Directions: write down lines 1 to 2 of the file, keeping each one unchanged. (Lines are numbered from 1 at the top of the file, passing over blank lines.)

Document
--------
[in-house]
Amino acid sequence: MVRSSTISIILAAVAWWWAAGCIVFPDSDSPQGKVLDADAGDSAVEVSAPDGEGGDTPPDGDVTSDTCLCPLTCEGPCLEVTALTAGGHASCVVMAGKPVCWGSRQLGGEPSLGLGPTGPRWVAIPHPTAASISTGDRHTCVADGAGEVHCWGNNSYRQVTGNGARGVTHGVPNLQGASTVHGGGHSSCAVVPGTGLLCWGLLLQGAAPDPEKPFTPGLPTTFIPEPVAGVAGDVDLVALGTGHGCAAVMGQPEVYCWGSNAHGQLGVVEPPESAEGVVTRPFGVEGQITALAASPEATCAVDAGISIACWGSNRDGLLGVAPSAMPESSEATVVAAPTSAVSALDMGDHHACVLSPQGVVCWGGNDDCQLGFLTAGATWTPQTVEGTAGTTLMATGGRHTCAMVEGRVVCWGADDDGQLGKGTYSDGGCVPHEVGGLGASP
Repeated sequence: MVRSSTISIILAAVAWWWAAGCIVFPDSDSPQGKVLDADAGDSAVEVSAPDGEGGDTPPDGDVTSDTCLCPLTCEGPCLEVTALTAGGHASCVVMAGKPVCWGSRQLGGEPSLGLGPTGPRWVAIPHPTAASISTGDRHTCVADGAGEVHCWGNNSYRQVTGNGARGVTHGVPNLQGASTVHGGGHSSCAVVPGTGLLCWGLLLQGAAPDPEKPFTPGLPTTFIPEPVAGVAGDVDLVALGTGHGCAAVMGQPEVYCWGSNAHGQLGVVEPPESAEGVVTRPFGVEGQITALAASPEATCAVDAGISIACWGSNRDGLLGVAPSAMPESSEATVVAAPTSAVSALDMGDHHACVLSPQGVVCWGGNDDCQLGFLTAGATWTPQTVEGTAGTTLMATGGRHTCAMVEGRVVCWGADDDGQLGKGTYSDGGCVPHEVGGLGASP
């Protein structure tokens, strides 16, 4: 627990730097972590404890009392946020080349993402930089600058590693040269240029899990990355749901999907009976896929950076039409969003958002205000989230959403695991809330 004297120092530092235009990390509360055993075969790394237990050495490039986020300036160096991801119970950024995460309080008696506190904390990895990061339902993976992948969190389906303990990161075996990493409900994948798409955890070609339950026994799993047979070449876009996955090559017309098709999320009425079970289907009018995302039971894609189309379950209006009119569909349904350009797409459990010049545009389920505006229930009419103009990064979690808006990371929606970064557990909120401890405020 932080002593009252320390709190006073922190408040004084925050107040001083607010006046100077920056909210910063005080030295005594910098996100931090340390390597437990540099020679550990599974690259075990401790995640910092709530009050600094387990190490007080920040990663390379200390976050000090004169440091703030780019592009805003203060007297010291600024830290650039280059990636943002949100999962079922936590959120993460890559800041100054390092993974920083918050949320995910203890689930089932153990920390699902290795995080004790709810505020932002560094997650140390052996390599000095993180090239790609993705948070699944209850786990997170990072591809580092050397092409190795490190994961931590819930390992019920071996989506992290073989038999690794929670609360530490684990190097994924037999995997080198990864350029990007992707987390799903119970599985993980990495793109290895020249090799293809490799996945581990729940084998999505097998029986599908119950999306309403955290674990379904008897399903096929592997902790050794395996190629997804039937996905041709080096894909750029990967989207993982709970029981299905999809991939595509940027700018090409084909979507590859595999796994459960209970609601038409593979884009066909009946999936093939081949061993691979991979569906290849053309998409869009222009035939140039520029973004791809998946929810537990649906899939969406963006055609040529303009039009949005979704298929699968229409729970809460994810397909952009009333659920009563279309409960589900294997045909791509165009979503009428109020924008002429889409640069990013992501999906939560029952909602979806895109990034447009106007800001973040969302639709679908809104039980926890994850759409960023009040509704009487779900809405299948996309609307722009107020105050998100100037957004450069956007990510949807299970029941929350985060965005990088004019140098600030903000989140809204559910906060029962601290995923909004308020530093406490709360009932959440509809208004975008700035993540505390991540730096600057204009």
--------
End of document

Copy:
[in-house]
Amino acid sequence: MVRSSTISIILAAVAWWWAAGCIVFPDSDSPQGKVLDADAGDSAVEVSAPDGEGGDTPPDGDVTSDTCLCPLTCEGPCLEVTALTAGGHASCVVMAGKPVCWGSRQLGGEPSLGLGPTGPRWVAIPHPTAASISTGDRHTCVADGAGEVHCWGNNSYRQVTGNGARGVTHGVPNLQGASTVHGGGHSSCAVVPGTGLLCWGLLLQGAAPDPEKPFTPGLPTTFIPEPVAGVAGDVDLVALGTGHGCAAVMGQPEVYCWGSNAHGQLGVVEPPESAEGVVTRPFGVEGQITALAASPEATCAVDAGISIACWGSNRDGLLGVAPSAMPESSEATVVAAPTSAVSALDMGDHHACVLSPQGVVCWGGNDDCQLGFLTAGATWTPQTVEGTAGTTLMATGGRHTCAMVEGRVVCWGADDDGQLGKGTYSDGGCVPHEVGGLGASP